Several weeks have passed since the total deployment ban of Filipino workers to Kuwait was imposed by the Philippine government following the passing of OFW Jeanelyn Villavende.
In the midst of the ban were affected people from both the Philippines and Kuwait. There are a number of Filipino workers, domestic workers, skilled and professional workers who were barred from leaving the country. As a result, employees of several recruitment agencies in Kuwait were left jobless.
Approximately 100 Filipino secretaries lost their jobs from 300 active recruitment agencies according to Kuwait Times Article
“Many secretaries working in recruitment agencies are now jobless – others are still retained by employers hoping for a redeployment of Filipino workers soon. But so far, we do not know how long the ban will last. We hope it will only be temporary,” says a secretary who works at a local recruitment agency in Hawally.
“Recruitment agencies that were piggybacking on somebody else’s licenses have completely stopped their operations. We are operating because some domestic helpers are returning to the agency, and it is part of our job to attend to their needs,” she added.
One recruitment agency, however, said that he is in favor of the deployment ban despite the decline in his business.
“Even if I don’t have a business right now, I am very much in favor of a temporary ban,” the unidentified owner said. “The Kuwaiti government should realize the value of Filipino workers – they must implement the memorandum of agreement and I am hoping fervently that with the ban, employers here realize how important it is to have them as our workers. We should treat our housemaids like members of our family; if they cannot treat them fairly, better not get any worker. They are not here to work as slaves – they are human beings too.”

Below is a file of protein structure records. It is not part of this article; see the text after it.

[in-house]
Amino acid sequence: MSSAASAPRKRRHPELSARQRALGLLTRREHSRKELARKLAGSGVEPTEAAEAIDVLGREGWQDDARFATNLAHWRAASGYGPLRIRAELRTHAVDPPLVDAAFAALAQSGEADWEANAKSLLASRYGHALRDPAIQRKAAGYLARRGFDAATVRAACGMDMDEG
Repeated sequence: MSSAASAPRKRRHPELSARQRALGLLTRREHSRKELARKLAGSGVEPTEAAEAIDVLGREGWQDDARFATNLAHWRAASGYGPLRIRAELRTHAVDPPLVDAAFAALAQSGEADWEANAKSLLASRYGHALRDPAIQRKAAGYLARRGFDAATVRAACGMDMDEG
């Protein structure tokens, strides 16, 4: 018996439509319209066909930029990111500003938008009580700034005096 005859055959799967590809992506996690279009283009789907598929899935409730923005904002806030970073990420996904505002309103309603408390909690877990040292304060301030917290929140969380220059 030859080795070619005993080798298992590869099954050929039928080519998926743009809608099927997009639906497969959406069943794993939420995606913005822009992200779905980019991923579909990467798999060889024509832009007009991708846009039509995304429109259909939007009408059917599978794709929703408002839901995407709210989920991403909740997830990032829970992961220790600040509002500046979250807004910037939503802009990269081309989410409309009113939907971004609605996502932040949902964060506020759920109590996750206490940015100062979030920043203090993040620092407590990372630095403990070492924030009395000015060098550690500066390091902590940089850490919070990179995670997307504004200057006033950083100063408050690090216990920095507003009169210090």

When asked if he plans to remove some of his Filipino workers, he denied and said.
“No, they are under my responsibility. My business is a recruitment agency; perhaps if the ban continues, I will consider accepting domestic helpers from other countries. I am not planning to fire any of my employees.”
He also claims that his agency previously only dealt with Filipino workers as they are easy to manage.
“I noticed Filipinos are highly in demand. So we settled on recruiting Filipino workers only since Kuwaitis like them to work in their houses. They understand English well and are well-mannered. Yes, there have been some issues reported like getting into relationships with drivers or sometimes with the boss, but these are few cases. We Kuwaitis must realize they are coming here to work – we cannot generalize all of them to be like that,” he said.
Meanwhile, a secretary who works at a recruitment agency in Kuwait claims that she is having trouble financially as she is supporting two children in the Philippines.
“I am sponsoring two students in the Philippines. They are at the college level. I don’t know how to continue the support since I don’t have an extra income working as a secretary of the agency,” she said.
“I hope to get another job, but it’s not easy since we are not allowed to work in another company without the permission of the boss. I am still hoping that everything will be okay and that the ban will be lifted soon,” the Filipina added.